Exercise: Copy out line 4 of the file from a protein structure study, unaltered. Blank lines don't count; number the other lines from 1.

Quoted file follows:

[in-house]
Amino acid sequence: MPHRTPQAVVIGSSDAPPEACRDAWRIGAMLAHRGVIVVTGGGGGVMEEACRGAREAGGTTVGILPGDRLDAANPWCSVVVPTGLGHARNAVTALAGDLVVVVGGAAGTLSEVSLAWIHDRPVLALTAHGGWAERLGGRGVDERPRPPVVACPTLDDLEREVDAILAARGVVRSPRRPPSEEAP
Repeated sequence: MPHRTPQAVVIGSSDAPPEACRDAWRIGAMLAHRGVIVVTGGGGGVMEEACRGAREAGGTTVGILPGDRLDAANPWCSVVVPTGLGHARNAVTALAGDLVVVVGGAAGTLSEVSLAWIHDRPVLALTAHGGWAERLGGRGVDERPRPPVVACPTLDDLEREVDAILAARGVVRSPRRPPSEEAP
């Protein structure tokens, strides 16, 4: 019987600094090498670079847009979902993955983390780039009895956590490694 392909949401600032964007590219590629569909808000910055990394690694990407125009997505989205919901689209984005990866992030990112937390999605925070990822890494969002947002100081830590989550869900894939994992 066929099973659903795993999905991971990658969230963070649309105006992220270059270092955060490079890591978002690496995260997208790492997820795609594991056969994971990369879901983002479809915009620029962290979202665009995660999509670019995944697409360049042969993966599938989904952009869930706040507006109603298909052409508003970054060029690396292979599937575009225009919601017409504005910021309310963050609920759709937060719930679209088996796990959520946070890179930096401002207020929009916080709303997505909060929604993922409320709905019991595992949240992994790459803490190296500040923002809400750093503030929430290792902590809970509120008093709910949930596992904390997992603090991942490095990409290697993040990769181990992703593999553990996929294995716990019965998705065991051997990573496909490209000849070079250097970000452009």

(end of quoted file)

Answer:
């Protein structure tokens, strides 16, 4: 019987600094090498670079847009979902993955983390780039009895956590490694 392909949401600032964007590219590629569909808000910055990394690694990407125009997505989205919901689209984005990866992030990112937390999605925070990822890494969002947002100081830590989550869900894939994992 066929099973659903795993999905991971990658969230963070649309105006992220270059270092955060490079890591978002690496995260997208790492997820795609594991056969994971990369879901983002479809915009620029962290979202665009995660999509670019995944697409360049042969993966599938989904952009869930706040507006109603298909052409508003970054060029690396292979599937575009225009919601017409504005910021309310963050609920759709937060719930679209088996796990959520946070890179930096401002207020929009916080709303997505909060929604993922409320709905019991595992949240992994790459803490190296500040923002809400750093503030929430290792902590809970509120008093709910949930596992904390997992603090991942490095990409290697993040990769181990992703593999553990996929294995716990019965998705065991051997990573496909490209000849070079250097970000452009």